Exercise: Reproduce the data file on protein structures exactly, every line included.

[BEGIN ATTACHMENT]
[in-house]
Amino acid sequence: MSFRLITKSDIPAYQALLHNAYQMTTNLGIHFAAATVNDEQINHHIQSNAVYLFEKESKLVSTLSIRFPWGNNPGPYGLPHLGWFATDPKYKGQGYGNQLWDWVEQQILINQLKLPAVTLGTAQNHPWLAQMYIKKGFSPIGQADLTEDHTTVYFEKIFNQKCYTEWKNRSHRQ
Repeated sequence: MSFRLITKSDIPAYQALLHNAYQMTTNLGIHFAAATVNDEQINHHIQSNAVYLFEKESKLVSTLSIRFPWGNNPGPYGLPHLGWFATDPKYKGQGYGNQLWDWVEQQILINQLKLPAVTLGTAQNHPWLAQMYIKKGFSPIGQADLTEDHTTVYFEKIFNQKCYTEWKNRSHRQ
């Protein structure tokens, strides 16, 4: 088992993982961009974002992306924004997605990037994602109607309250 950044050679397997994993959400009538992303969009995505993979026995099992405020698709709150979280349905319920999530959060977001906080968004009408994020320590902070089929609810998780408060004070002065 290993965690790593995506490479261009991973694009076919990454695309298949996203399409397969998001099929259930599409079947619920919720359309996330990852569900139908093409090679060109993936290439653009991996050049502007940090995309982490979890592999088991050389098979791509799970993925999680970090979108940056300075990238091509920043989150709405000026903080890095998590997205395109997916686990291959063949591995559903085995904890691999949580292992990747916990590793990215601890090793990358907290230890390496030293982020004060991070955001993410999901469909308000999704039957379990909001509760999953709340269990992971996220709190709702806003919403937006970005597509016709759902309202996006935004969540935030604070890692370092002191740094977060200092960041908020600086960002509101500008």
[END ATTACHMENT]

[in-house]
Amino acid sequence: MSFRLITKSDIPAYQALLHNAYQMTTNLGIHFAAATVNDEQINHHIQSNAVYLFEKESKLVSTLSIRFPWGNNPGPYGLPHLGWFATDPKYKGQGYGNQLWDWVEQQILINQLKLPAVTLGTAQNHPWLAQMYIKKGFSPIGQADLTEDHTTVYFEKIFNQKCYTEWKNRSHRQ
Repeated sequence: MSFRLITKSDIPAYQALLHNAYQMTTNLGIHFAAATVNDEQINHHIQSNAVYLFEKESKLVSTLSIRFPWGNNPGPYGLPHLGWFATDPKYKGQGYGNQLWDWVEQQILINQLKLPAVTLGTAQNHPWLAQMYIKKGFSPIGQADLTEDHTTVYFEKIFNQKCYTEWKNRSHRQ
């Protein structure tokens, strides 16, 4: 088992993982961009974002992306924004997605990037994602109607309250 950044050679397997994993959400009538992303969009995505993979026995099992405020698709709150979280349905319920999530959060977001906080968004009408994020320590902070089929609810998780408060004070002065 290993965690790593995506490479261009991973694009076919990454695309298949996203399409397969998001099929259930599409079947619920919720359309996330990852569900139908093409090679060109993936290439653009991996050049502007940090995309982490979890592999088991050389098979791509799970993925999680970090979108940056300075990238091509920043989150709405000026903080890095998590997205395109997916686990291959063949591995559903085995904890691999949580292992990747916990590793990215601890090793990358907290230890390496030293982020004060991070955001993410999901469909308000999704039957379990909001509760999953709340269990992971996220709190709702806003919403937006970005597509016709759902309202996006935004969540935030604070890692370092002191740094977060200092960041908020600086960002509101500008």